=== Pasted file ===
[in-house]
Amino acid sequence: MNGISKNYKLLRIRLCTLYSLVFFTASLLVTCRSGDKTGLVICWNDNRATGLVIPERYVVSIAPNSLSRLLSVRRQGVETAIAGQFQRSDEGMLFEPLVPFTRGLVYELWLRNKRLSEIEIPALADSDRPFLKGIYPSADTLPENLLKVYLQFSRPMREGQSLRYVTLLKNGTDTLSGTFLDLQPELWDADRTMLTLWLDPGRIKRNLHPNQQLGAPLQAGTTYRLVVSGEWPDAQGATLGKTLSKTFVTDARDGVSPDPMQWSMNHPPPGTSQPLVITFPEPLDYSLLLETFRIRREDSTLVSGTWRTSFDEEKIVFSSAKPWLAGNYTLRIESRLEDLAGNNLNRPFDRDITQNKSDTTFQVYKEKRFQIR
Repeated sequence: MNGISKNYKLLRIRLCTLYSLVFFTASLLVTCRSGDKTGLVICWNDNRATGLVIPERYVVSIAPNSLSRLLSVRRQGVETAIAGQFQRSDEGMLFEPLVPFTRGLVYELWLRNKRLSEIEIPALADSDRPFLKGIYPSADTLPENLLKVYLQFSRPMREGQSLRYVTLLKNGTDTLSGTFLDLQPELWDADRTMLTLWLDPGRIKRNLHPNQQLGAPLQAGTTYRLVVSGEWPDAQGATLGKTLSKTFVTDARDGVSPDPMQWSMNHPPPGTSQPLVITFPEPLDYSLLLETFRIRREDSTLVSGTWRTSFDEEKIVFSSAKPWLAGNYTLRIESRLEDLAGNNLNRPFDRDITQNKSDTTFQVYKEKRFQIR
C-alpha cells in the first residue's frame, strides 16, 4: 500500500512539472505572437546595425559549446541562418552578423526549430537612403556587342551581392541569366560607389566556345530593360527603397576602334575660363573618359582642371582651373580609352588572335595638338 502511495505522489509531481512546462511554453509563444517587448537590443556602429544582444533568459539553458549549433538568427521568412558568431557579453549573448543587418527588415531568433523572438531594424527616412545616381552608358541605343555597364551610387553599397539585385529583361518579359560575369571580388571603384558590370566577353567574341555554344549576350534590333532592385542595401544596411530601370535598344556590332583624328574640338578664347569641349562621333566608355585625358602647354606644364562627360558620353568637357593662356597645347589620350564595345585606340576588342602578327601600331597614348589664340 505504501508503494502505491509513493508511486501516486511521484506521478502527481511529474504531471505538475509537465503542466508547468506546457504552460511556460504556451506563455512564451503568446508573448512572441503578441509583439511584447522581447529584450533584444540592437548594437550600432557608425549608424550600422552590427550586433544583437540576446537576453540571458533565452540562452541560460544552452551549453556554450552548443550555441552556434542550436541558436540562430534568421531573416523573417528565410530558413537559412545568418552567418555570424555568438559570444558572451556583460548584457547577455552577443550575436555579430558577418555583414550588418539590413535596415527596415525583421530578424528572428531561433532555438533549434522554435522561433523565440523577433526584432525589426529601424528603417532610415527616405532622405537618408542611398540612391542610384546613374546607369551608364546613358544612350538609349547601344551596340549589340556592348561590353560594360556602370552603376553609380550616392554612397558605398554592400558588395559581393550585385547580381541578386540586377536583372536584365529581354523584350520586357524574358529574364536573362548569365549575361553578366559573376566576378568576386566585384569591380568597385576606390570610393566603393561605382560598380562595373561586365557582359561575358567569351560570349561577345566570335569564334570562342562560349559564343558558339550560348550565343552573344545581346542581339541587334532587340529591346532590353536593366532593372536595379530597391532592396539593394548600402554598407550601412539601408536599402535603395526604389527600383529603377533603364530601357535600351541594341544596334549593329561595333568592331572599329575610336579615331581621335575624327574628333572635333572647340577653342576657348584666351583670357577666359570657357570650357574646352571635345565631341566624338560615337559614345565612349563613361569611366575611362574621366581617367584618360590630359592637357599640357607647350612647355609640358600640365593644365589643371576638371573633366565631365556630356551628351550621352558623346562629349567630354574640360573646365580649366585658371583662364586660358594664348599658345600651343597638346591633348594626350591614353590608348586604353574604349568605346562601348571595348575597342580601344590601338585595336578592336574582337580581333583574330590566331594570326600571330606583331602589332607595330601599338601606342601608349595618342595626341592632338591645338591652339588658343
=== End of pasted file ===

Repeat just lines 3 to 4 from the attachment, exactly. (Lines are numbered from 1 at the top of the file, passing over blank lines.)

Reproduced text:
Repeated sequence: MNGISKNYKLLRIRLCTLYSLVFFTASLLVTCRSGDKTGLVICWNDNRATGLVIPERYVVSIAPNSLSRLLSVRRQGVETAIAGQFQRSDEGMLFEPLVPFTRGLVYELWLRNKRLSEIEIPALADSDRPFLKGIYPSADTLPENLLKVYLQFSRPMREGQSLRYVTLLKNGTDTLSGTFLDLQPELWDADRTMLTLWLDPGRIKRNLHPNQQLGAPLQAGTTYRLVVSGEWPDAQGATLGKTLSKTFVTDARDGVSPDPMQWSMNHPPPGTSQPLVITFPEPLDYSLLLETFRIRREDSTLVSGTWRTSFDEEKIVFSSAKPWLAGNYTLRIESRLEDLAGNNLNRPFDRDITQNKSDTTFQVYKEKRFQIR
C-alpha cells in the first residue's frame, strides 16, 4: 500500500512539472505572437546595425559549446541562418552578423526549430537612403556587342551581392541569366560607389566556345530593360527603397576602334575660363573618359582642371582651373580609352588572335595638338 502511495505522489509531481512546462511554453509563444517587448537590443556602429544582444533568459539553458549549433538568427521568412558568431557579453549573448543587418527588415531568433523572438531594424527616412545616381552608358541605343555597364551610387553599397539585385529583361518579359560575369571580388571603384558590370566577353567574341555554344549576350534590333532592385542595401544596411530601370535598344556590332583624328574640338578664347569641349562621333566608355585625358602647354606644364562627360558620353568637357593662356597645347589620350564595345585606340576588342602578327601600331597614348589664340 505504501508503494502505491509513493508511486501516486511521484506521478502527481511529474504531471505538475509537465503542466508547468506546457504552460511556460504556451506563455512564451503568446508573448512572441503578441509583439511584447522581447529584450533584444540592437548594437550600432557608425549608424550600422552590427550586433544583437540576446537576453540571458533565452540562452541560460544552452551549453556554450552548443550555441552556434542550436541558436540562430534568421531573416523573417528565410530558413537559412545568418552567418555570424555568438559570444558572451556583460548584457547577455552577443550575436555579430558577418555583414550588418539590413535596415527596415525583421530578424528572428531561433532555438533549434522554435522561433523565440523577433526584432525589426529601424528603417532610415527616405532622405537618408542611398540612391542610384546613374546607369551608364546613358544612350538609349547601344551596340549589340556592348561590353560594360556602370552603376553609380550616392554612397558605398554592400558588395559581393550585385547580381541578386540586377536583372536584365529581354523584350520586357524574358529574364536573362548569365549575361553578366559573376566576378568576386566585384569591380568597385576606390570610393566603393561605382560598380562595373561586365557582359561575358567569351560570349561577345566570335569564334570562342562560349559564343558558339550560348550565343552573344545581346542581339541587334532587340529591346532590353536593366532593372536595379530597391532592396539593394548600402554598407550601412539601408536599402535603395526604389527600383529603377533603364530601357535600351541594341544596334549593329561595333568592331572599329575610336579615331581621335575624327574628333572635333572647340577653342576657348584666351583670357577666359570657357570650357574646352571635345565631341566624338560615337559614345565612349563613361569611366575611362574621366581617367584618360590630359592637357599640357607647350612647355609640358600640365593644365589643371576638371573633366565631365556630356551628351550621352558623346562629349567630354574640360573646365580649366585658371583662364586660358594664348599658345600651343597638346591633348594626350591614353590608348586604353574604349568605346562601348571595348575597342580601344590601338585595336578592336574582337580581333583574330590566331594570326600571330606583331602589332607595330601599338601606342601608349595618342595626341592632338591645338591652339588658343